Saith Abid often said: “I haven’t forgotten my origins, I come from a poor background”. Thus his principles were clear: at all events drivers and servants would be served food before the guests. The rule wasn’t broken even when an event at his residence was attended by influential people including the then Punjab governor. Perhaps one of the most interesting observations, I can recall from personal memory was at his granddaughter’s wedding in 2007. Abid was found sitting along with the security guard at the entrance of the wedding, carrying himself in a way that the guests couldn’t tell the difference.
Saith Abid’s massive wealth accumulation didn’t mean that his life was free of tragedy. Four out of his seven children were born with hearing disabilities. He left no stone unturned to provide his children quality education, facilities and resources. He was particularly frustrated when it was time for them to get married. Given the lack of public awareness those days, many people mistook his children’s hearing problems as a mental disability.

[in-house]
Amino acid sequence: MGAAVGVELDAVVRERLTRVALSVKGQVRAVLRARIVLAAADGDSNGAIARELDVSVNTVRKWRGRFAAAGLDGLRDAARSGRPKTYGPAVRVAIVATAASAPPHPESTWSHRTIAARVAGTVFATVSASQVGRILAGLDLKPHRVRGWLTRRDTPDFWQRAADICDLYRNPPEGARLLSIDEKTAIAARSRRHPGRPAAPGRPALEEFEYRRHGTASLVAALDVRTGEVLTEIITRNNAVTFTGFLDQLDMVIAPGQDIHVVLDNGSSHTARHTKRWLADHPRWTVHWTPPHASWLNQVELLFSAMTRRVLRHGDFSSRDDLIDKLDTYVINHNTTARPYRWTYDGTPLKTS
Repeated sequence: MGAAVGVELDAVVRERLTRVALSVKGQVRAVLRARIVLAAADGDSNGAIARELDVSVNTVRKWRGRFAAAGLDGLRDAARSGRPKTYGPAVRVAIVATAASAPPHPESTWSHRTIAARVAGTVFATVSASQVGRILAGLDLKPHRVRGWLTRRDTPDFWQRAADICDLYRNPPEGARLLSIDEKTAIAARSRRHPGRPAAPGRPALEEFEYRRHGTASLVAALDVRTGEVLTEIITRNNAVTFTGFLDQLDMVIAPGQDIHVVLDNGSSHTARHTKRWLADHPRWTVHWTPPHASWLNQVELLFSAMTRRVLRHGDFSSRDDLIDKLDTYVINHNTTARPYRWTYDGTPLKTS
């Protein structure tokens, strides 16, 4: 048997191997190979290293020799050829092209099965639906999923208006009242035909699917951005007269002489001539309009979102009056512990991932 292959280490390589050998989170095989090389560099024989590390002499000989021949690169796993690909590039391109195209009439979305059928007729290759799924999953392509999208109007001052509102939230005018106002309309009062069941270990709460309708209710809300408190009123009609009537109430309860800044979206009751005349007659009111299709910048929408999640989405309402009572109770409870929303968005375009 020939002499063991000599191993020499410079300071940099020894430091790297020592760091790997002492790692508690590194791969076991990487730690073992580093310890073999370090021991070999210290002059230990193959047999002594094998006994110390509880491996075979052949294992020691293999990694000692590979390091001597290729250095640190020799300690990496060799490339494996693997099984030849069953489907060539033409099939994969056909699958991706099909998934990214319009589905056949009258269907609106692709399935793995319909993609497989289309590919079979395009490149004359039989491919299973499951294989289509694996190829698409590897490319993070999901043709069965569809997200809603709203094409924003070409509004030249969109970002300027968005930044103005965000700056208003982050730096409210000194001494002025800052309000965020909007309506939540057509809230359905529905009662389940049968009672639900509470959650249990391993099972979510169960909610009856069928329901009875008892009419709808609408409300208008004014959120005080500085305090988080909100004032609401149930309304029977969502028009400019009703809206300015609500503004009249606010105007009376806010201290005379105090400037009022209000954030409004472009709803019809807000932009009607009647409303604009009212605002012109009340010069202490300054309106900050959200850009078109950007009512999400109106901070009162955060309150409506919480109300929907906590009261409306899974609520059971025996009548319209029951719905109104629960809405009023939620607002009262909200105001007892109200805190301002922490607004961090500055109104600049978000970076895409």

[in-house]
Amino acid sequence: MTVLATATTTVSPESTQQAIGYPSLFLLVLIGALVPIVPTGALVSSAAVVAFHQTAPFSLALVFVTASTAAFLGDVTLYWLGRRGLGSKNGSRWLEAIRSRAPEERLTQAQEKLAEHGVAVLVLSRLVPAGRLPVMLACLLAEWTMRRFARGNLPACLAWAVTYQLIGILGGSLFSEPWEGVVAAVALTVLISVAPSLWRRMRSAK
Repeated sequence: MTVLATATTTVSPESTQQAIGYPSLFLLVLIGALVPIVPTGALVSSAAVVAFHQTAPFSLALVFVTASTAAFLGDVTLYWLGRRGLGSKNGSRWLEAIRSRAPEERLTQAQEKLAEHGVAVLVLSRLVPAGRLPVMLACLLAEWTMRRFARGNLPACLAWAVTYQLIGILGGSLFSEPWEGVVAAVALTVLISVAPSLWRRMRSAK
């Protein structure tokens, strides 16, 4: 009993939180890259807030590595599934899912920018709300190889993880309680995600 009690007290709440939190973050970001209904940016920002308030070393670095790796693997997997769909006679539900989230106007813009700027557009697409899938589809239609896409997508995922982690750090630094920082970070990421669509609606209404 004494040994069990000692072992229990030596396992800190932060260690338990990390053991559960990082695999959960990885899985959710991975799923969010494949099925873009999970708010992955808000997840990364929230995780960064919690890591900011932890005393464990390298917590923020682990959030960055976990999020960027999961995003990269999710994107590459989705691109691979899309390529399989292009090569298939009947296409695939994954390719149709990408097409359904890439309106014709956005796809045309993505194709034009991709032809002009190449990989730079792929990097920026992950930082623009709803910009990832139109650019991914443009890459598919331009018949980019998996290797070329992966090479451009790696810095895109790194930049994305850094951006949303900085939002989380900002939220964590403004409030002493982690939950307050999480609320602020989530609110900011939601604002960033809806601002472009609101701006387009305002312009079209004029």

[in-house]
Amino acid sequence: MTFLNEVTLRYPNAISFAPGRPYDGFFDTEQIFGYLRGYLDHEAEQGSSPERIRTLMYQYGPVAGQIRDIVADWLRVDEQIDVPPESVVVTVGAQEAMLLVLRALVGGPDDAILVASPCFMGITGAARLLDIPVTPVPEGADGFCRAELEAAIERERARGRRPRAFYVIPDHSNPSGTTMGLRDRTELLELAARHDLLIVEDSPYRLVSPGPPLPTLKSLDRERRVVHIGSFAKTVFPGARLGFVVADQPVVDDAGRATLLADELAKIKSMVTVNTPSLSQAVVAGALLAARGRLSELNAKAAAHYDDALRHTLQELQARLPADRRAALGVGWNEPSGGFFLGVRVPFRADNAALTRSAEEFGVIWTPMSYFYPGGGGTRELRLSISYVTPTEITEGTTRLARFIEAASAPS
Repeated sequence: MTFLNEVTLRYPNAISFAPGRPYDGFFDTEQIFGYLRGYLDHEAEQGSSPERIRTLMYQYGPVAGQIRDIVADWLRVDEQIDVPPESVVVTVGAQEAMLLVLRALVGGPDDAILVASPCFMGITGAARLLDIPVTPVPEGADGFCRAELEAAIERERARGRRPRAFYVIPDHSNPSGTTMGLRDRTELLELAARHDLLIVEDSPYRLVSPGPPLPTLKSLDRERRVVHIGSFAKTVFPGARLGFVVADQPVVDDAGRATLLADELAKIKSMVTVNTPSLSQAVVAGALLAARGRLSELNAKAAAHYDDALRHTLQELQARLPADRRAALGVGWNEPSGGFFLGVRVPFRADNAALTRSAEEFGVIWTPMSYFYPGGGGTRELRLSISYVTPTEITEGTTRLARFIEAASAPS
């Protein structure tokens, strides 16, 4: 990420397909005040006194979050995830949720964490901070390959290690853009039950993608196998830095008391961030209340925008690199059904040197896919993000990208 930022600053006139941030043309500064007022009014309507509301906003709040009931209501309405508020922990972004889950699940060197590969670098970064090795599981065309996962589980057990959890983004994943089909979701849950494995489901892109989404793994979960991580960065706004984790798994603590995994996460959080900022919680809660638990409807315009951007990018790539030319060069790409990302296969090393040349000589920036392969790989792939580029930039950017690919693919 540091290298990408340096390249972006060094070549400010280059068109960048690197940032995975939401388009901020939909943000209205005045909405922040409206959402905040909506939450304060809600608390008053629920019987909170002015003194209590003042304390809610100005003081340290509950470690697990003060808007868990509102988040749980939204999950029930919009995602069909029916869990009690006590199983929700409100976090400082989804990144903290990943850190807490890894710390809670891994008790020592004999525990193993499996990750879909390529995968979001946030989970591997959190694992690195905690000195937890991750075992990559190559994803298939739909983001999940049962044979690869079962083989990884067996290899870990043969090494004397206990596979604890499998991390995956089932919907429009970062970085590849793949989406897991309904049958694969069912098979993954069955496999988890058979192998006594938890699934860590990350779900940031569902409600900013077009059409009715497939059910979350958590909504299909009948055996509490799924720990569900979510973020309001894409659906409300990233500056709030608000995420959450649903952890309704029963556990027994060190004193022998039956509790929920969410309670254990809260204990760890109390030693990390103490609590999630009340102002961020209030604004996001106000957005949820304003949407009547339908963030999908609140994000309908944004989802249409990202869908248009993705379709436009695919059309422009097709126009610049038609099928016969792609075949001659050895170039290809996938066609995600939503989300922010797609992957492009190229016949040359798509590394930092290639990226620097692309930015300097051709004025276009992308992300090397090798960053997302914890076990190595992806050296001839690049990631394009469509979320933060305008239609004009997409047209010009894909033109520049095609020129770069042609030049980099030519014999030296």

The greatest tragedy of his life came in 2007 when his son was shot dead by his own security guard. This marked a shift in his social attitude as he struggled to bear the loss of his son.
Abid had been very blunt in his expression. At the funeral of his son, when a relative approached him to express her sorrow, Abid replied: “You may be in sorrow but I am not”. The aged lady looked at him in shock. He added: “It is God’s will. He has taken my son back. There is no sorrow with His decree.”